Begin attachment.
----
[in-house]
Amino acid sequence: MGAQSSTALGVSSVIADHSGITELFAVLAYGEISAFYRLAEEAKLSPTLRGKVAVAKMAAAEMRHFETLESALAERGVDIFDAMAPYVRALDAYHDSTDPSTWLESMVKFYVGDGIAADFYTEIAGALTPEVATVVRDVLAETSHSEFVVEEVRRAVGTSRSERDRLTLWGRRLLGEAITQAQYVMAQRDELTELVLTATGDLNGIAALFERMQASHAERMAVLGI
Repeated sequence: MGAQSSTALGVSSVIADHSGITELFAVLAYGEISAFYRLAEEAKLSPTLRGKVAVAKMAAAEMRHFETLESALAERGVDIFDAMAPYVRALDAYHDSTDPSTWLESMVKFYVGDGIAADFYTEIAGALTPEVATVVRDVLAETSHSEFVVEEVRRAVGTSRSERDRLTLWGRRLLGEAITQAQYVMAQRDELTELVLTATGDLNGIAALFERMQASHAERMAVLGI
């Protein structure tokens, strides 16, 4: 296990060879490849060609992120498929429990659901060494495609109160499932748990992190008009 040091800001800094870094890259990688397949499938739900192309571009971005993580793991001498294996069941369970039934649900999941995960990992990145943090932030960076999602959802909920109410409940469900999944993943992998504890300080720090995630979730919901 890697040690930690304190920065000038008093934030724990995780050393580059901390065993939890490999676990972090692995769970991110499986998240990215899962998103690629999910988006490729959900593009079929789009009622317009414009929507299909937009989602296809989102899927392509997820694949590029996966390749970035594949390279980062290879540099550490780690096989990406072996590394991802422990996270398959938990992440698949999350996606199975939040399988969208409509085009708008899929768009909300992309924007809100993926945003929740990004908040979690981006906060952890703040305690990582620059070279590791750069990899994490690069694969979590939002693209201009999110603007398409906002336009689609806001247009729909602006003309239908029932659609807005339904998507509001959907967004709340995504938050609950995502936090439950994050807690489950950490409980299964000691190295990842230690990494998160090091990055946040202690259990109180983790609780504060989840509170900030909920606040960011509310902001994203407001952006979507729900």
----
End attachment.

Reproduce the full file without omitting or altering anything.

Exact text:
[in-house]
Amino acid sequence: MGAQSSTALGVSSVIADHSGITELFAVLAYGEISAFYRLAEEAKLSPTLRGKVAVAKMAAAEMRHFETLESALAERGVDIFDAMAPYVRALDAYHDSTDPSTWLESMVKFYVGDGIAADFYTEIAGALTPEVATVVRDVLAETSHSEFVVEEVRRAVGTSRSERDRLTLWGRRLLGEAITQAQYVMAQRDELTELVLTATGDLNGIAALFERMQASHAERMAVLGI
Repeated sequence: MGAQSSTALGVSSVIADHSGITELFAVLAYGEISAFYRLAEEAKLSPTLRGKVAVAKMAAAEMRHFETLESALAERGVDIFDAMAPYVRALDAYHDSTDPSTWLESMVKFYVGDGIAADFYTEIAGALTPEVATVVRDVLAETSHSEFVVEEVRRAVGTSRSERDRLTLWGRRLLGEAITQAQYVMAQRDELTELVLTATGDLNGIAALFERMQASHAERMAVLGI
């Protein structure tokens, strides 16, 4: 296990060879490849060609992120498929429990659901060494495609109160499932748990992190008009 040091800001800094870094890259990688397949499938739900192309571009971005993580793991001498294996069941369970039934649900999941995960990992990145943090932030960076999602959802909920109410409940469900999944993943992998504890300080720090995630979730919901 890697040690930690304190920065000038008093934030724990995780050393580059901390065993939890490999676990972090692995769970991110499986998240990215899962998103690629999910988006490729959900593009079929789009009622317009414009929507299909937009989602296809989102899927392509997820694949590029996966390749970035594949390279980062290879540099550490780690096989990406072996590394991802422990996270398959938990992440698949999350996606199975939040399988969208409509085009708008899929768009909300992309924007809100993926945003929740990004908040979690981006906060952890703040305690990582620059070279590791750069990899994490690069694969979590939002693209201009999110603007398409906002336009689609806001247009729909602006003309239908029932659609807005339904998507509001959907967004709340995504938050609950995502936090439950994050807690489950950490409980299964000691190295990842230690990494998160090091990055946040202690259990109180983790609780504060989840509170900030909920606040960011509310902001994203407001952006979507729900």